The spinous processes can be further stabilized by the use of a bioresorbable tether together with the resorbable distracting device adapted to accept the tether 855, or with a bioresorbable device which does not have wings and need not be adapted to accept the tether 850. If the device does not have a first or second wing, the tether is looped around the spinous processes and fastened, after the implant is positioned between the spinous processes 850.

Certain of the bioresorbable devices are adapted to accept the tether so that the tether binds not only the spinous processes but also the implant, to maintain temporarily a minimum spacing between the spinous processes 855. The adaptations include an upper bore and a lower bore on the first wing, and a bore through the distraction guide. During the implantation, the device is inserted between the spinous processes with one first of the tether attached to the upper bore of the first wing. A curved needle or other tool can then be used to lead the second end of the tether over an upper spinous process, through the bore in the tissue expander, under a lower spinous process, and through the lower bore of the first wing, to fasten the second end to the lower bore of the first wing. The tether is tightened to the desired degree to maintain a minimal distraction of the spinous processes and the ends of the tether are fastened 860.

It is within the scope of the present invention to fasten the first end of the tether to the lower bore of the first wing, and to use a curved needle or other implement to lead the second end of the tether below the lower spinous process, through the bore in the tissue expander, over the upper spinous process, and through the upper bore on the first wing, to fasten the second end of the upper bore of the first wing.

Where the implant has a second wing, the same method is followed as for an implant with one wing, as the second wing need not engage the tether.

The foregoing description of embodiments of the present disclosure has been provided for the purposes of illustration and description. It is not intended to be exhaustive or to limit the disclosure to the precise forms disclosed. Many modifications and variations will be apparent to the practitioner skilled in the art. The embodiments were chosen and described in order to best explain the principles of this disclosure and its practical application, thereby enabling others skilled in the art to understand various embodiments and with various modifications that are suited to the particular use contemplated. It is intended that the scope of this disclosure be defined by the following claims and its equivalence.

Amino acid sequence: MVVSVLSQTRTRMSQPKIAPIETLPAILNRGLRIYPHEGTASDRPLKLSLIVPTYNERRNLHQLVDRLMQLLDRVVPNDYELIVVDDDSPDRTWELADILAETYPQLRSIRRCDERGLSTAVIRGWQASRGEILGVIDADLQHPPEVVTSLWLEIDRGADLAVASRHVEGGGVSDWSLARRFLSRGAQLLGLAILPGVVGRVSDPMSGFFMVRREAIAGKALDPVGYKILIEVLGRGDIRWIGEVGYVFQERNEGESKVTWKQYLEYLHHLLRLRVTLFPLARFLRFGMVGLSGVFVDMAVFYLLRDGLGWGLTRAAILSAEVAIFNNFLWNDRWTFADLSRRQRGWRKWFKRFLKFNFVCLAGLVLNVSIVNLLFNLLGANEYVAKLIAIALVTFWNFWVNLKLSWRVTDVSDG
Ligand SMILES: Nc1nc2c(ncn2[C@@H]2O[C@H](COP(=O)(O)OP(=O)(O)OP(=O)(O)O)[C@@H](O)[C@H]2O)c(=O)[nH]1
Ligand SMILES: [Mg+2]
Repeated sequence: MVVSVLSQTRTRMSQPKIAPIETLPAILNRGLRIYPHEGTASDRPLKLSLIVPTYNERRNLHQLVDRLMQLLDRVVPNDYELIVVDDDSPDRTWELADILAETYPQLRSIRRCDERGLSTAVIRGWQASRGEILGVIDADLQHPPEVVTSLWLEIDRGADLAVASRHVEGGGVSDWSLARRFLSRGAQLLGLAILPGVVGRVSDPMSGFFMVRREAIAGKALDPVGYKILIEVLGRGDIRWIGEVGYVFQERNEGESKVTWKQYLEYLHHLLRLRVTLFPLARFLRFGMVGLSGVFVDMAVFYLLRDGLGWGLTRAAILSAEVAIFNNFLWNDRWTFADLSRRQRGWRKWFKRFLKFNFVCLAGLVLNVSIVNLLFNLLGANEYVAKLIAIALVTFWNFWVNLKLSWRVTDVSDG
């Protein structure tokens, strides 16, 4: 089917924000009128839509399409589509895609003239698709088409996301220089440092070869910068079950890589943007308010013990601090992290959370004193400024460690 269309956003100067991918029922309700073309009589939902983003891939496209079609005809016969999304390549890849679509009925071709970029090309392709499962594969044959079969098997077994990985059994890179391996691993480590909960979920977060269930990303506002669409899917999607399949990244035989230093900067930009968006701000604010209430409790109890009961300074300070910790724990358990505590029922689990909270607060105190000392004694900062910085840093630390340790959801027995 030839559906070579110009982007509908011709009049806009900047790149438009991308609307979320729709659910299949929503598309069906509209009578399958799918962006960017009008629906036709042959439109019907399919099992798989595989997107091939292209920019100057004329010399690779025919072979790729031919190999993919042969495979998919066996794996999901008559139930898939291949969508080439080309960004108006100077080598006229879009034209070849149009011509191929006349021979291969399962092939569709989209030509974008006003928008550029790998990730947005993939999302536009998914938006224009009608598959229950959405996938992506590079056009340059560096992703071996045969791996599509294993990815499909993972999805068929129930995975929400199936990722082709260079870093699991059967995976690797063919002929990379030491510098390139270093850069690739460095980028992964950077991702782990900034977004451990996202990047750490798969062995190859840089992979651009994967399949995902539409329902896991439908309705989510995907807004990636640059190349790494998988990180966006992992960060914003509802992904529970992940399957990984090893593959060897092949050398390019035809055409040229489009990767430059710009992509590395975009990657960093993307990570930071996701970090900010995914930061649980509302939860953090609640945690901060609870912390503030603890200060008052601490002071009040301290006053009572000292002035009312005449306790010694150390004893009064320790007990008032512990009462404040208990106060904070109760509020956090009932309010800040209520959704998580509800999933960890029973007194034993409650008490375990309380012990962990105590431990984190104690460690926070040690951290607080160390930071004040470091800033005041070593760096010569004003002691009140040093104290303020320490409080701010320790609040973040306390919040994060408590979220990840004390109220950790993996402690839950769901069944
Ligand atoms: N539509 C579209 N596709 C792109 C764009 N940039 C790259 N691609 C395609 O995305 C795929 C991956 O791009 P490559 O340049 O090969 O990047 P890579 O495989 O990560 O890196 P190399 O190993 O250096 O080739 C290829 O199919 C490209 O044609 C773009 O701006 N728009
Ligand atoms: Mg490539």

Referenced by
Citing PatentFiling datePublication dateApplicantTitle
US7524324 *Dec 3, 2004Apr 28, 2009Kyphon SarlSystem and method for an interspinous process implant as a supplement to a spine stabilization implant
US7588591Apr 28, 2006Sep 15, 2009Synthesis Usa, LlcIntervertebral implant
US7611526Aug 3, 2005Nov 3, 2009K Spine, Inc.Spinous process reinforcement device and method
US7753938Aug 5, 2005Jul 13, 2010Synthes Usa, LlcApparatus for treating spinal stenosis
US7909853 *Mar 31, 2005Mar 22, 2011Kyphon SarlInterspinous process implant including a binder and method of implantation
US8043336Jan 21, 2010Oct 25, 2011Warsaw Orthopedic, Inc.Posterior vertebral support assembly
US8070779Jun 4, 2008Dec 6, 2011K2M, Inc.Percutaneous interspinous process device and method
US8092533Oct 3, 2006Jan 10, 2012Warsaw Orthopedic, Inc.Dynamic devices and methods for stabilizing vertebral members
US8216278Dec 22, 2009Jul 10, 2012Synthes Usa, LlcExpandable interspinous process spacer
US8308767Sep 19, 2008Nov 13, 2012Pioneer Surgical Technology, Inc.Interlaminar stabilization system
US8328848Sep 26, 2006Dec 11, 2012Paradigm Spine, LlcInterspinous vertebral stabilization devices
US8425560Mar 9, 2011Apr 23, 2013Farzad MassoudiSpinal implant device with fixation plates and lag screws and method of implanting
US8470000Apr 7, 2006Jun 25, 2013Paradigm Spine, LlcInterspinous vertebral and lumbosacral stabilization devices and methods of use
US8496689Feb 23, 2011Jul 30, 2013Farzad MassoudiSpinal implant device with fusion cage and fixation plates and method of implanting
US8500778Jan 31, 2007Aug 6, 2013DePuy Synthes Products, LLCInterspinous process spacer
US8652174Jul 9, 2012Feb 18, 2014DePuy Synthes Products, LLCExpandable interspinous process spacer
WO2007075375A2 *Dec 13, 2006Jul 5, 2007Vertiflex IncSystems and methods for posterior dynamic stabilization of the spine
Classifications
U.S. Classification606/90, 606/86.00A, 623/17.11, 128/898, 606/908, 606/247, 606/263, 606/279
International ClassificationA61F2/28, A61B17/88, A61F2/00, A61F, A61B17/00, A61F2/44, A61B17/02, A61B17/70
Cooperative ClassificationA61B17/7068, A61B17/7053, A61B2017/0256, A61B2017/00004
European ClassificationA61B17/70E, A61B17/70P8